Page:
The Road to the Revised SI
A small role can make an astronomical impact, as is the case for a tiny NIST-built piece of a new planet-hunting project from NASA and the National Science Foundation. In the outskirts of Tucson, Arizona, an ultraprecise spectrograph at the WIYN Observatory is starting the search for exoplanets (planets outside of our solar system) that could be habitable. The gravitational pull from a planet orbiting a star makes that star wobble slightly, which shifts the color of light that the star emits. Scientists plan to use a visible light spectrograph called NEID to track that shifting.
Enter NIST. We provided an astro-etalon that the astronomers can use as a reliable reference for their measurements of light. Unlike a frequency comb, which actively emits multiple colors of light, an etalon takes a more passive approach by filtering light with a cavity that allows only certain colors to pass through. It is simple, easy to manage and can identify more colors of light than a laser frequency comb, making it a critical part of the NEID calibration suite. That said, it’s a cylinder only two inches in diameter, housed in a metal box that keeps it in vacuum and at a stable temperature. That’s one small piece for a telescope, one giant leap for astronomy.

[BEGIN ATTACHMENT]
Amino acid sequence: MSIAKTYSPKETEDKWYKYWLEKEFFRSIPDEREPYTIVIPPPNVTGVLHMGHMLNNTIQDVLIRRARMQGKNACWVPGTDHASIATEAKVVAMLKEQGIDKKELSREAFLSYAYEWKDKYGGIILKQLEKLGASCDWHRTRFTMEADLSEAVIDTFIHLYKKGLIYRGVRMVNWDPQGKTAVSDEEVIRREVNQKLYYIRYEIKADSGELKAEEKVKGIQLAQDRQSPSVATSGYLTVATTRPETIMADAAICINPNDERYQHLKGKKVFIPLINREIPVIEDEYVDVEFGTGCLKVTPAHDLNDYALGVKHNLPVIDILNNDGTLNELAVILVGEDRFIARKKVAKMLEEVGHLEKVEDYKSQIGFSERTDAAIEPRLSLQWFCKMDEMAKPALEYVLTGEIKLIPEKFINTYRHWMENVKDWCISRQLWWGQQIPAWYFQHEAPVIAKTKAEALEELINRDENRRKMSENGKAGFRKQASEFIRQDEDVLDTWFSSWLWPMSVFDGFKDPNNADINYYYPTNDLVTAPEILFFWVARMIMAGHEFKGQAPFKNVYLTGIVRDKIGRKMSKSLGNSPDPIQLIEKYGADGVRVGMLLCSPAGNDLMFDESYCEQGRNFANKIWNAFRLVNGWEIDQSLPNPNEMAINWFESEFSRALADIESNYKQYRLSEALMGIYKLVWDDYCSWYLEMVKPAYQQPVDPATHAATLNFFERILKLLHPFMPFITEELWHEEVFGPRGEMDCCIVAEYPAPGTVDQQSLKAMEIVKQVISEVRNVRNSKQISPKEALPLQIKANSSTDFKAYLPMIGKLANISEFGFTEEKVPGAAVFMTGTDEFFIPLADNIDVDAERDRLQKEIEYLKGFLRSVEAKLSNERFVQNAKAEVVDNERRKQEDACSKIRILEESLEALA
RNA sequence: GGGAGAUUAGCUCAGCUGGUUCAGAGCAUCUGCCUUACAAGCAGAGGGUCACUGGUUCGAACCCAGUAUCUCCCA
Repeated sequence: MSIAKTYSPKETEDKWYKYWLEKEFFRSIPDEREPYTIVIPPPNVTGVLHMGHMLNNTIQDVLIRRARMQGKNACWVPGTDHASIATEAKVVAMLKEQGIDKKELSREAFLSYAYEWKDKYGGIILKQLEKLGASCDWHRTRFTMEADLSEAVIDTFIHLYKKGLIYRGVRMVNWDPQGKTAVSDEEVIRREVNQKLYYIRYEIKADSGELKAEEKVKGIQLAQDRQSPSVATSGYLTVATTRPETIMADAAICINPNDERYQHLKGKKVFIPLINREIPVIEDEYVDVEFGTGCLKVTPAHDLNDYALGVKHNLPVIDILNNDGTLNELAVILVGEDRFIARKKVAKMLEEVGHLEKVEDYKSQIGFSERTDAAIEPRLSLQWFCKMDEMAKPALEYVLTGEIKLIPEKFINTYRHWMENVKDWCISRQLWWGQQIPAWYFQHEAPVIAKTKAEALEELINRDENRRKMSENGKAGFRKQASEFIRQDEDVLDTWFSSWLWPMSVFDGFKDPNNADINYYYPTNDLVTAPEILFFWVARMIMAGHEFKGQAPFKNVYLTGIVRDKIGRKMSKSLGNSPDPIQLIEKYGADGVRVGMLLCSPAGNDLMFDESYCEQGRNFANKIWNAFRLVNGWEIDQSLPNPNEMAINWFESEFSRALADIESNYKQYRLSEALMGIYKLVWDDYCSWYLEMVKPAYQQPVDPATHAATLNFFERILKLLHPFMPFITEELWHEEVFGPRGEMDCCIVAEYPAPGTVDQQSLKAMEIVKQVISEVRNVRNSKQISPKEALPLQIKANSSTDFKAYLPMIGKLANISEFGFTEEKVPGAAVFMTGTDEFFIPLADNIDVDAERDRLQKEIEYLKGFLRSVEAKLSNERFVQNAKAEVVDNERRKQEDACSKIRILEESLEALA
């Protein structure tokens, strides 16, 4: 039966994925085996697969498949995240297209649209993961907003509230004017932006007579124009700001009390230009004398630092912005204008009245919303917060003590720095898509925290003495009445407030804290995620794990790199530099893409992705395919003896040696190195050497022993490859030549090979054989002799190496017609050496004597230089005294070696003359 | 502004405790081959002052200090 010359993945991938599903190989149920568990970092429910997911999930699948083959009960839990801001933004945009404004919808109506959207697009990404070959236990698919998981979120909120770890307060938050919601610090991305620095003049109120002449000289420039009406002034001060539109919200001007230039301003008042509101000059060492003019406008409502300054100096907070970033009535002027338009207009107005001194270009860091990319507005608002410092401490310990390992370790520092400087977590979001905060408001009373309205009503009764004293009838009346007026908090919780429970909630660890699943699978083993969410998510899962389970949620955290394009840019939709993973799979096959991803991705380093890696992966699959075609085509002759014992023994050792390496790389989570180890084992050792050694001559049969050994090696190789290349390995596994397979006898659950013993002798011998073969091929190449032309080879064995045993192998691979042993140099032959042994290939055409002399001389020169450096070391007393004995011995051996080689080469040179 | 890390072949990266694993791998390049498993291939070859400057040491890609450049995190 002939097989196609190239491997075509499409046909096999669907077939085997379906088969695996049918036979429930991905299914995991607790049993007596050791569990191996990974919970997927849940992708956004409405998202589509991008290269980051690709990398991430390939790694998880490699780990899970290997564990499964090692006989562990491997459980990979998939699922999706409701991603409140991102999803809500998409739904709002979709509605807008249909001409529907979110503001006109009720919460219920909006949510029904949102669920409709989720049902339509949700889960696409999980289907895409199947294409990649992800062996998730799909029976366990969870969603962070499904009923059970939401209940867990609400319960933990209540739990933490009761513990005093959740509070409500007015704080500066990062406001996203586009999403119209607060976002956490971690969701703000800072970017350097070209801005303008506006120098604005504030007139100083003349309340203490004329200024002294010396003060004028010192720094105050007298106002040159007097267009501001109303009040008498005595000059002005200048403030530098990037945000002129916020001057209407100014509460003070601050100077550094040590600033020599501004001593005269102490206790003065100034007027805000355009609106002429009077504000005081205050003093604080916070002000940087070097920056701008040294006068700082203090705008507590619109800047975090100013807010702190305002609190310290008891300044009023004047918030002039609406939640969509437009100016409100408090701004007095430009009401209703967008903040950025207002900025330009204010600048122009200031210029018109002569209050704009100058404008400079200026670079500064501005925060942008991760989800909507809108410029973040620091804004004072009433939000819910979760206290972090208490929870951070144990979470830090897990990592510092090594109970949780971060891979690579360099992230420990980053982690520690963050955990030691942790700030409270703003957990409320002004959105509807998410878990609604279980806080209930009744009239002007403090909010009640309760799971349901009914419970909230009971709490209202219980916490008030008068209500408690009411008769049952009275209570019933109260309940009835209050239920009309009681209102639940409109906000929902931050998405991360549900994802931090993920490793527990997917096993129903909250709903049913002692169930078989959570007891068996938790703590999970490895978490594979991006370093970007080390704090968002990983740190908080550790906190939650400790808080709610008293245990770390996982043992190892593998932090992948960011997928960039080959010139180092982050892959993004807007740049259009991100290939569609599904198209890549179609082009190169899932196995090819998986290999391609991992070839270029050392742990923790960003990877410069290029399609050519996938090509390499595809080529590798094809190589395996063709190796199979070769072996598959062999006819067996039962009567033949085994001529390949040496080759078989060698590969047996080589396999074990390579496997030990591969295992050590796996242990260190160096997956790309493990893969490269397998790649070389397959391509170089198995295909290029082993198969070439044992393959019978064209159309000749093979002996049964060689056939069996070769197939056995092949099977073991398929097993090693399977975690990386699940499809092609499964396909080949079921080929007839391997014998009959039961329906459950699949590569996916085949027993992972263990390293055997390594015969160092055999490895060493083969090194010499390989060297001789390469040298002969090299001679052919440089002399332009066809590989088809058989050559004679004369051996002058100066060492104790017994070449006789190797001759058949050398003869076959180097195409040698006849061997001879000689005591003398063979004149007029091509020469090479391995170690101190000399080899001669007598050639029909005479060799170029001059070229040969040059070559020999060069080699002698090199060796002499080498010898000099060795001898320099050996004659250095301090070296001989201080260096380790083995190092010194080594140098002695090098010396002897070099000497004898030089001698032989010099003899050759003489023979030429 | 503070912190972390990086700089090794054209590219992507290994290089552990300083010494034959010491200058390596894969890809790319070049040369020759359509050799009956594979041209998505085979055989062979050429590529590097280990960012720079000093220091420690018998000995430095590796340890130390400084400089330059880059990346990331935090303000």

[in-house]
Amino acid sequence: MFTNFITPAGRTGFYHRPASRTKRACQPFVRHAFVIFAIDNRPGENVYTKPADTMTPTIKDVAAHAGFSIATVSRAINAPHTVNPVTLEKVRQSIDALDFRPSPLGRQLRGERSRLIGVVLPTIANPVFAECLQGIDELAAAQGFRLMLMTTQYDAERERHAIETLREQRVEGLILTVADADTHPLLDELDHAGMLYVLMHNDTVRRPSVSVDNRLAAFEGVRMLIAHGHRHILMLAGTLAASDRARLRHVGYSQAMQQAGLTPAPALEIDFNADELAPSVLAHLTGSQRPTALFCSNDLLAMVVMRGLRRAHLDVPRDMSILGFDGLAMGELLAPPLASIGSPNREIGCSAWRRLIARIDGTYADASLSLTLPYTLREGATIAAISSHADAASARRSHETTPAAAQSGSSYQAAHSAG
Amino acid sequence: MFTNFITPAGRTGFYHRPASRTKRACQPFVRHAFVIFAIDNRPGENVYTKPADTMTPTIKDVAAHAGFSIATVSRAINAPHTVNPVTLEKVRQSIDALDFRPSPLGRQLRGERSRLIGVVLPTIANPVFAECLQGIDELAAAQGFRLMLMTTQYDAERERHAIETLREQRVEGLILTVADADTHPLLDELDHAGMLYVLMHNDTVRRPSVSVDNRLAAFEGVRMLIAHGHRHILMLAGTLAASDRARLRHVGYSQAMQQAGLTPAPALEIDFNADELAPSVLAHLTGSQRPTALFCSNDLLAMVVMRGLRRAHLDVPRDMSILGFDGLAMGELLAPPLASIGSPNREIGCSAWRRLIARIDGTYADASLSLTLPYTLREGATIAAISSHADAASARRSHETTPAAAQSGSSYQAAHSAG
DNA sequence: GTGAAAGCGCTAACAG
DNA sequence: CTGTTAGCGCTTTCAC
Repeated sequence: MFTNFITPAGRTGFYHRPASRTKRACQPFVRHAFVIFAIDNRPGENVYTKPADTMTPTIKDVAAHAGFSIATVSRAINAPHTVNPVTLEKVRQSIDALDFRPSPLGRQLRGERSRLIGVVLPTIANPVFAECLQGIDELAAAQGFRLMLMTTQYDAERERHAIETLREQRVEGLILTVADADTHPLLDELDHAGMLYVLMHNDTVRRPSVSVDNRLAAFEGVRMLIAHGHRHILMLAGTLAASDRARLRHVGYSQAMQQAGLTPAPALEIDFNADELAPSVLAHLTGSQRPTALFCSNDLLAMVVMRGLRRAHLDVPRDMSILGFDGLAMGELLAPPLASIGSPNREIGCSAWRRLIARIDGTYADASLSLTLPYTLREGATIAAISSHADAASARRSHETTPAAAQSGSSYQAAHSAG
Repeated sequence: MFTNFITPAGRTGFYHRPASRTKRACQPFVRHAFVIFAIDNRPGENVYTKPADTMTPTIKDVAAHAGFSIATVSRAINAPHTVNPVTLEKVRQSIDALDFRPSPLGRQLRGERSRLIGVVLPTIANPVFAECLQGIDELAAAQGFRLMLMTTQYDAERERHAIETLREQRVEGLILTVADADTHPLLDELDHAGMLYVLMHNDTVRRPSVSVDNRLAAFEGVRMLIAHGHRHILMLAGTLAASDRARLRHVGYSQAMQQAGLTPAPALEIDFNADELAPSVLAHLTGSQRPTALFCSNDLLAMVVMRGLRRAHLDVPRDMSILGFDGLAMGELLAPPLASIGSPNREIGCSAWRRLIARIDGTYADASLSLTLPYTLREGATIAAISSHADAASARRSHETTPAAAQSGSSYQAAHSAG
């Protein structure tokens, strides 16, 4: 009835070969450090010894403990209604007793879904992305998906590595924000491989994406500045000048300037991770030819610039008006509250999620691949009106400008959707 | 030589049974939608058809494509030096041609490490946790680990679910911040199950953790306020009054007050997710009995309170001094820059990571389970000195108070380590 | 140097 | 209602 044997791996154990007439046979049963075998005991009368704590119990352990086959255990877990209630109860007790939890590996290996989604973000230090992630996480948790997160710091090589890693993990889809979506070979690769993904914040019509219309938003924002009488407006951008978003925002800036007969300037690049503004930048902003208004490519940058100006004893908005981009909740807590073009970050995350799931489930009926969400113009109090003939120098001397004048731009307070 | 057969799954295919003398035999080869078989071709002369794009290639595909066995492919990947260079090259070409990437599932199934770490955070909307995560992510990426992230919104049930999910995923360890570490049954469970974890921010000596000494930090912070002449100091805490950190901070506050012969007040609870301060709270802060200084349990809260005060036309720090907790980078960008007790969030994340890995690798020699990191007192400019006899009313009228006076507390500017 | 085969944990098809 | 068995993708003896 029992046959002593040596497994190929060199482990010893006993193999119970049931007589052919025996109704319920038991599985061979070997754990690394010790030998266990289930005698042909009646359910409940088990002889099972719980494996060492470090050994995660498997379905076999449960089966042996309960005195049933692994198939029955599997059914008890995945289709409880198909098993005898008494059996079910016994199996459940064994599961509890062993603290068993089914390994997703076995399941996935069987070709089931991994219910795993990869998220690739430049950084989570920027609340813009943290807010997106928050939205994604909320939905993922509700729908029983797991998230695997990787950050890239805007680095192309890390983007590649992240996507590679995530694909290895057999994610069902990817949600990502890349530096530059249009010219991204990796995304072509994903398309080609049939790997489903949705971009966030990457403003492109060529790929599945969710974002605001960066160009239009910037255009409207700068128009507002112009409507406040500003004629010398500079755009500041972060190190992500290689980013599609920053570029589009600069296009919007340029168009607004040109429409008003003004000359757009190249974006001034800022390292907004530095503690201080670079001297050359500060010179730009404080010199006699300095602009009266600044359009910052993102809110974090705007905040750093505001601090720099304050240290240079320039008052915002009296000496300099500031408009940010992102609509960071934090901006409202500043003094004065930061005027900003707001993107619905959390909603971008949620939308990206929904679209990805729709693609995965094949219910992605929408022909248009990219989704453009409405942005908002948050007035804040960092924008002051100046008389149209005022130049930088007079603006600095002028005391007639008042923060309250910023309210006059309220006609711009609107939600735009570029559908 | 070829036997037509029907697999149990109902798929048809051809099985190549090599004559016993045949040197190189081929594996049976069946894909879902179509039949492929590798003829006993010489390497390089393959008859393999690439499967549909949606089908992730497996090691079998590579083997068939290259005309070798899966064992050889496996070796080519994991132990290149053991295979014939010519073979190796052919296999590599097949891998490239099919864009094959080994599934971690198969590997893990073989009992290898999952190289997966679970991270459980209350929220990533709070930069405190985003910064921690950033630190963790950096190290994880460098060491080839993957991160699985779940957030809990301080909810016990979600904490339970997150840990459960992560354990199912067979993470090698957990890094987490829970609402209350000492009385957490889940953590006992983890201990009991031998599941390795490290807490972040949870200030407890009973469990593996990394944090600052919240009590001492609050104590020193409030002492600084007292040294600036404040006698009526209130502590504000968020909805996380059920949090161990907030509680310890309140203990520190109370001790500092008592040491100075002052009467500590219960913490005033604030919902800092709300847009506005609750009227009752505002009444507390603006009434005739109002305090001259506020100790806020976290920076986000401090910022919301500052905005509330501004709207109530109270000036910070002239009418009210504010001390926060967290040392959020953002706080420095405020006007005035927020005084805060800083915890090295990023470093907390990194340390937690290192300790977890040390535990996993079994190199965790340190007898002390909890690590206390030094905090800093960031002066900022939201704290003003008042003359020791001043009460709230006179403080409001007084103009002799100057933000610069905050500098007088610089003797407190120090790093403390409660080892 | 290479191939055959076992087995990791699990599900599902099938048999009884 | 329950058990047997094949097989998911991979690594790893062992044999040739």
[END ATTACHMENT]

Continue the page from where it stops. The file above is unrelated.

Find out more about frequency comb technology and how it fits into our exploration of the cosmos:
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When two good things get together, they can create something even better. That’s the case with quantum information—the marriage of quantum physics and computing theory. The National Institute of Standards and Technology (NIST) has contributed to much of its history and is helping to shape its future. Read more.